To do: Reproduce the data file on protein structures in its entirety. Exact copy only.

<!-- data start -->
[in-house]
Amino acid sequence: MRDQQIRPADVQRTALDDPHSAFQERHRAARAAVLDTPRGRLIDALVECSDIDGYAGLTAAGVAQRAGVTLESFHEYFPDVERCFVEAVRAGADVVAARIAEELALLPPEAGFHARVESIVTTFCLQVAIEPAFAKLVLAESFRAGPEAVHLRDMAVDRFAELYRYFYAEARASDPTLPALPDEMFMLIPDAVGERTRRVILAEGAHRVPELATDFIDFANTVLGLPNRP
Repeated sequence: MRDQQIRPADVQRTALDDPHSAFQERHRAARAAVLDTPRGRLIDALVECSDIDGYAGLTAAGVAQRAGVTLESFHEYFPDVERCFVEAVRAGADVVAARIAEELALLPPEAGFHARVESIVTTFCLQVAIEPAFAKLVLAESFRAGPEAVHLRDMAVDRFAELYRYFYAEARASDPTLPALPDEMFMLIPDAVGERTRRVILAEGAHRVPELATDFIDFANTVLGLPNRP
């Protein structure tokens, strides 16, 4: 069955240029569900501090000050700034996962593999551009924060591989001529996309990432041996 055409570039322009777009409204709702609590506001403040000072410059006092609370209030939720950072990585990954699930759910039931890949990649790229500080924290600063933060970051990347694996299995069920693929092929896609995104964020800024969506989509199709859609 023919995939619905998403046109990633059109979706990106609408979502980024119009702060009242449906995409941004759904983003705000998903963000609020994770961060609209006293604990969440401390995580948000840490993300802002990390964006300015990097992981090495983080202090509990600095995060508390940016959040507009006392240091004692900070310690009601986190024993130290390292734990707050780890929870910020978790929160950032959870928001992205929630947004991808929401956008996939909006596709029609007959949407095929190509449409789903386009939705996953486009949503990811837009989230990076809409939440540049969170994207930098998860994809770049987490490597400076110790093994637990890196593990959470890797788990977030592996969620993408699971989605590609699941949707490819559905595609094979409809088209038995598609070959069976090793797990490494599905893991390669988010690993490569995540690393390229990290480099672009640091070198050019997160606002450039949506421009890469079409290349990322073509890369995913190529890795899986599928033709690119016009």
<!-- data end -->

[in-house]
Amino acid sequence: MRDQQIRPADVQRTALDDPHSAFQERHRAARAAVLDTPRGRLIDALVECSDIDGYAGLTAAGVAQRAGVTLESFHEYFPDVERCFVEAVRAGADVVAARIAEELALLPPEAGFHARVESIVTTFCLQVAIEPAFAKLVLAESFRAGPEAVHLRDMAVDRFAELYRYFYAEARASDPTLPALPDEMFMLIPDAVGERTRRVILAEGAHRVPELATDFIDFANTVLGLPNRP
Repeated sequence: MRDQQIRPADVQRTALDDPHSAFQERHRAARAAVLDTPRGRLIDALVECSDIDGYAGLTAAGVAQRAGVTLESFHEYFPDVERCFVEAVRAGADVVAARIAEELALLPPEAGFHARVESIVTTFCLQVAIEPAFAKLVLAESFRAGPEAVHLRDMAVDRFAELYRYFYAEARASDPTLPALPDEMFMLIPDAVGERTRRVILAEGAHRVPELATDFIDFANTVLGLPNRP
């Protein structure tokens, strides 16, 4: 069955240029569900501090000050700034996962593999551009924060591989001529996309990432041996 055409570039322009777009409204709702609590506001403040000072410059006092609370209030939720950072990585990954699930759910039931890949990649790229500080924290600063933060970051990347694996299995069920693929092929896609995104964020800024969506989509199709859609 023919995939619905998403046109990633059109979706990106609408979502980024119009702060009242449906995409941004759904983003705000998903963000609020994770961060609209006293604990969440401390995580948000840490993300802002990390964006300015990097992981090495983080202090509990600095995060508390940016959040507009006392240091004692900070310690009601986190024993130290390292734990707050780890929870910020978790929160950032959870928001992205929630947004991808929401956008996939909006596709029609007959949407095929190509449409789903386009939705996953486009949503990811837009989230990076809409939440540049969170994207930098998860994809770049987490490597400076110790093994637990890196593990959470890797788990977030592996969620993408699971989605590609699941949707490819559905595609094979409809088209038995598609070959069976090793797990490494599905893991390669988010690993490569995540690393390229990290480099672009640091070198050019997160606002450039949506421009890469079409290349990322073509890369995913190529890795899986599928033709690119016009």